As blockchain technology becomes increasingly relied upon, it becomes critical that the law extends its well-established protections to this new context.
Without any means to recover billions of dollars worth of assets that can be lost or stolen in an instant, Bitcoin can kiss goodbye any serious prospect of institutional investors or large corporate buy-ins.
Bitcoin was something new, something not just invented, but “released”: the software was designed to build on itself, to keep itself honest, to grow up.
Much misinformation has floated around the internet in the wake of Dr. Craig S. Wright's letters before action to Bitcoin (and its related forks) protocol developers.
The explosion of data sped up the transformation into a connected world as more information was available for collection and analysis than ever before, Jacob Rozen writes.
Innovation is thriving in Bitcoin SV but Charles Miller predicts that its successes will be by adding to the world we know, rather than by destroying it.
Bitcoin stakeholders need to acknowledge the fact that the technology faces a grim future without serious changes to the status quo.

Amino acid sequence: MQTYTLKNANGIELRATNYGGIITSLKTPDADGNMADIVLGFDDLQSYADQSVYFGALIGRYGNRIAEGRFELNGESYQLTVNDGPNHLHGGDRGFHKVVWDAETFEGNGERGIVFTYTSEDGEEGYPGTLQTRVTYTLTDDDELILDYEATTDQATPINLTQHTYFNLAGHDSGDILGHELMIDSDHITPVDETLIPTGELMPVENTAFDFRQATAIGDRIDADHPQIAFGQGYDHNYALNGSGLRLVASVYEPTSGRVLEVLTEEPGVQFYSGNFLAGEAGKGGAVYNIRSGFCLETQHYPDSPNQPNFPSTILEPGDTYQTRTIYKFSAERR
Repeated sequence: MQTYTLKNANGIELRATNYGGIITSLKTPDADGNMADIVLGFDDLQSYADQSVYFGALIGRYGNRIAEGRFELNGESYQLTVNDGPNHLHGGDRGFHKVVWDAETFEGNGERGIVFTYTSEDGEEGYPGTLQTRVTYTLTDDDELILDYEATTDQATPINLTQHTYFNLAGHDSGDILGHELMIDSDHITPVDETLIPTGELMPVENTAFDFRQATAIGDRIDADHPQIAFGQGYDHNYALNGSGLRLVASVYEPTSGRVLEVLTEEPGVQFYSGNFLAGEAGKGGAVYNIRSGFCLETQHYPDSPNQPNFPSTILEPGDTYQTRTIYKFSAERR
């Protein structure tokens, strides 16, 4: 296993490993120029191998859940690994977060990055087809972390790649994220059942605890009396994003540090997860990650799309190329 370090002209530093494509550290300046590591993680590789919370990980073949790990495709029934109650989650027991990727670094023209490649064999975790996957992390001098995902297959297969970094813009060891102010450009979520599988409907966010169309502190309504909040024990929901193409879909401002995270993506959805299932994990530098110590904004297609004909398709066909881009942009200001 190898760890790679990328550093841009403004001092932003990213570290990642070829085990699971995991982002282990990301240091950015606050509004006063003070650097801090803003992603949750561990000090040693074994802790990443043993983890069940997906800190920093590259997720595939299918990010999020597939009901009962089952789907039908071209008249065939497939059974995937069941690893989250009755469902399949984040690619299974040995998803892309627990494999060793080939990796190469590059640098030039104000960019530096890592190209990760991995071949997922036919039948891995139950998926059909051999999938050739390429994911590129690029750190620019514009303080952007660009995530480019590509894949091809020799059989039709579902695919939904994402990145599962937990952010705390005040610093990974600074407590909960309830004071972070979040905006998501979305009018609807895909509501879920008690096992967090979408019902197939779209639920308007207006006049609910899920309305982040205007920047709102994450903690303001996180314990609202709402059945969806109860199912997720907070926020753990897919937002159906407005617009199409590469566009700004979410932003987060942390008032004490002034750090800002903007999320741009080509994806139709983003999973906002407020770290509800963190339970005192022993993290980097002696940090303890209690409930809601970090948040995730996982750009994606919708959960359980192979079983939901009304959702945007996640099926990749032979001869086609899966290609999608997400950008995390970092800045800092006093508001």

The Bitcoin community in particular has fetishized the concept open-source to the extent that it has become nearly inseparable from the promise of Bitcoin and blockchain technology generally.
Bitcoin is indeed resistant to censorship, but it is also deliberately flexible under stress, and designed as a tool to enforce the truth—even when extremely unpopular, Kurt Wuckert Jr. writes.
Dr. Craig Wright now finds himself as the perfect plaintiff to demonstrate the points he has been making for years: that there is nothing about blockchain, Bitcoin or any other digital asset which takes them outside the scope of the law.
The Alert Key would allow an instant notification to be broadcast to every processor on each network, ordering them to freeze certain UTXOs or transactions.